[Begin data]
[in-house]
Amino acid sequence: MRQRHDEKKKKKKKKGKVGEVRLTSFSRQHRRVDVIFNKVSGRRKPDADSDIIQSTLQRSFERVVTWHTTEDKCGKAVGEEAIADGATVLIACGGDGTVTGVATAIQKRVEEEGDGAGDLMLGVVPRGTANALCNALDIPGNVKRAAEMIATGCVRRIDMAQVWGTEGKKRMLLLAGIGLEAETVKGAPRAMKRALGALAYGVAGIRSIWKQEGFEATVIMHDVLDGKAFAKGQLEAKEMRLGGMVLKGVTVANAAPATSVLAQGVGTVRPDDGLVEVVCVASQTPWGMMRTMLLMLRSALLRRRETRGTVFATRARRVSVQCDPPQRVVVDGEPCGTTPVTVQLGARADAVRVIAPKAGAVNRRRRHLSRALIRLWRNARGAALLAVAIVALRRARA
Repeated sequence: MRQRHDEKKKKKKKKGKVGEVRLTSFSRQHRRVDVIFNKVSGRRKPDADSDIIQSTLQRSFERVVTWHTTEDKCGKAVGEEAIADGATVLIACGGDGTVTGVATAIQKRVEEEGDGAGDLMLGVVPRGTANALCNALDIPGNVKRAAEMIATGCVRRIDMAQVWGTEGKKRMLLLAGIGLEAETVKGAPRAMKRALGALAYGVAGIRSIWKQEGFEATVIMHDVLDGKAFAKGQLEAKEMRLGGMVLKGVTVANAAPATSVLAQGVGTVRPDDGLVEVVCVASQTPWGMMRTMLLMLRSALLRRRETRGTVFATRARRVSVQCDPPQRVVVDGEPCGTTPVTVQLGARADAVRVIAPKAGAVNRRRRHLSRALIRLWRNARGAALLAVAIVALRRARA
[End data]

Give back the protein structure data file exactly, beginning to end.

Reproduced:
[in-house]
Amino acid sequence: MRQRHDEKKKKKKKKGKVGEVRLTSFSRQHRRVDVIFNKVSGRRKPDADSDIIQSTLQRSFERVVTWHTTEDKCGKAVGEEAIADGATVLIACGGDGTVTGVATAIQKRVEEEGDGAGDLMLGVVPRGTANALCNALDIPGNVKRAAEMIATGCVRRIDMAQVWGTEGKKRMLLLAGIGLEAETVKGAPRAMKRALGALAYGVAGIRSIWKQEGFEATVIMHDVLDGKAFAKGQLEAKEMRLGGMVLKGVTVANAAPATSVLAQGVGTVRPDDGLVEVVCVASQTPWGMMRTMLLMLRSALLRRRETRGTVFATRARRVSVQCDPPQRVVVDGEPCGTTPVTVQLGARADAVRVIAPKAGAVNRRRRHLSRALIRLWRNARGAALLAVAIVALRRARA
Repeated sequence: MRQRHDEKKKKKKKKGKVGEVRLTSFSRQHRRVDVIFNKVSGRRKPDADSDIIQSTLQRSFERVVTWHTTEDKCGKAVGEEAIADGATVLIACGGDGTVTGVATAIQKRVEEEGDGAGDLMLGVVPRGTANALCNALDIPGNVKRAAEMIATGCVRRIDMAQVWGTEGKKRMLLLAGIGLEAETVKGAPRAMKRALGALAYGVAGIRSIWKQEGFEATVIMHDVLDGKAFAKGQLEAKEMRLGGMVLKGVTVANAAPATSVLAQGVGTVRPDDGLVEVVCVASQTPWGMMRTMLLMLRSALLRRRETRGTVFATRARRVSVQCDPPQRVVVDGEPCGTTPVTVQLGARADAVRVIAPKAGAVNRRRRHLSRALIRLWRNARGAALLAVAIVALRRARA